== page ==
There are more than enough different phobias for people to share, and while I’ve reduced mine from childhood down to a solid three, there’s one that people still think I’m joking around about, and surprisingly enough, it’s not coulrophobia (fear of clowns). People question my absolute fear of small spaces (claustrophobia) more than clowns.
When my husband met me, and I told him about my three phobias, he laughed at first. When he booked a room at Circus Circus hotel, I went pale when I saw the Clown sign. I kept my eyes closed and clung on to him, as he led me up to our room.
However, like many others, he snickered at my claustrophobia until he witnessed my elevator issue. When it’s just the two of us, I’m fine. I have enough space to breathe. When the elevator has more than four people, my ears start to burn, my face loses its color, my hands go cold and clammy, my chest starts to go numb, I get tunnel vision… all before I pass out. He was holding my hand in an elevator of 8-10, and my hands go from dry to dripping sweat once the door closed. After that, he blocks me into a corner with enough space to breathe in a crowded elevator. No one’s going to try to move a 6’3″ guy in Vegas.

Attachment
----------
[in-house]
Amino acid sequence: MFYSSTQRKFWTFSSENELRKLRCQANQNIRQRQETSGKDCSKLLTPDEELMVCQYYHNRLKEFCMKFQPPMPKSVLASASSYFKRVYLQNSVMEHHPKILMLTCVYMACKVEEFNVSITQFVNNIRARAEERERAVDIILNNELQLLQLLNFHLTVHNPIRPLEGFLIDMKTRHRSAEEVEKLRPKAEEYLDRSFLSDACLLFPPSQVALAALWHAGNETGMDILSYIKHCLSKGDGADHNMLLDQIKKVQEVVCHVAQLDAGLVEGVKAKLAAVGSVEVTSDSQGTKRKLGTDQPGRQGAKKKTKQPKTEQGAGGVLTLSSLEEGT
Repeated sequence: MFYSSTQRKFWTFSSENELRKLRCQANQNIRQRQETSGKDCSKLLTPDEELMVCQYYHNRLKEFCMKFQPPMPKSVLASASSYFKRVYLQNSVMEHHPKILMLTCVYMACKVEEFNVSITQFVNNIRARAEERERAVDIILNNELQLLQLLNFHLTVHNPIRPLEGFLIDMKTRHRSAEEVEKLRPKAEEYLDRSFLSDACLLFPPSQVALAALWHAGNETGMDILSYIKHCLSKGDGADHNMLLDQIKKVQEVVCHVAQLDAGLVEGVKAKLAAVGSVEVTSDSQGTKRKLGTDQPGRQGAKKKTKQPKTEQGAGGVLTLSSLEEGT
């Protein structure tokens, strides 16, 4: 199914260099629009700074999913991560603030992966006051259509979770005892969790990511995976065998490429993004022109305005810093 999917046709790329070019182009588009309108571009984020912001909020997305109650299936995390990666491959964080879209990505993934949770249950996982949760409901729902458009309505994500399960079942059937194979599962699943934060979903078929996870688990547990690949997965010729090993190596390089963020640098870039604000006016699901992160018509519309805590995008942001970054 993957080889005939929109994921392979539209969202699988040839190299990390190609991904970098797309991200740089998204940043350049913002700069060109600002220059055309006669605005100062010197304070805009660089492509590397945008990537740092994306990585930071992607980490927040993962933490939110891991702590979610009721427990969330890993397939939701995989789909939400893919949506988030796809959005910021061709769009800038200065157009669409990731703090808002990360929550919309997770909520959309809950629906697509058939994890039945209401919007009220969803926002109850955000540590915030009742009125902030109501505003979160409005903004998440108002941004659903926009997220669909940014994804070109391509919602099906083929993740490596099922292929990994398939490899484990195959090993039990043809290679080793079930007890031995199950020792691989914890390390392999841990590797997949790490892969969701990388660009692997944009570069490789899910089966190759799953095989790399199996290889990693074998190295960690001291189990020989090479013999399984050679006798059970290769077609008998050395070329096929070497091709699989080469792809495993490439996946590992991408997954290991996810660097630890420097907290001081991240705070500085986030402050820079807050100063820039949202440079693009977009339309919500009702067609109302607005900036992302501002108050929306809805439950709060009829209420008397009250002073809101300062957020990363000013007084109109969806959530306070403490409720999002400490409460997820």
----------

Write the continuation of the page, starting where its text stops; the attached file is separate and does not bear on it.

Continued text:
Others still think I fake it, but when my husband and I were strolling in an art gallery and were being shown a piece of art in a small, dark room with just one spotlight, my symptoms kicked in, I removed myself from the situation, and ended up shaking, lightheaded, and nauseated. The poor guys at the gallery were running around to help me not faint.
So, when we went to Container Park, and our friends were urging me to go down the tube slides, and I looked and sounded like a total butt, shaking my head and refusing, it’s not because I’m not into fun stuff. It’s because I’ve passed out in a tube slide before, and I’d hate to repeat it.
Why am I talking about this? Because I want people to realize how sensitive any phobia is, especially claustrophobia. I hate hearing, “You’re so tiny” and “You’ll fit anywhere” because I’m 4’10”. I’ve passed out in a glass elevator with 16 people, and EMTs had to care for me. I’ve passed out in a crowd, and my friend had to carry me to the car. Nearly passed out at a concert but puked instead to get the space I needed. I’ve had employees of a kids’ play place take apart a tube to get my limp body out of the tube tunnels.
It doesn’t matter how small or big a person is. Claustrophobia is a nightmare of a phobia to live with, and when someone says, “no” to doing something in a small space, don’t continue to nudge them.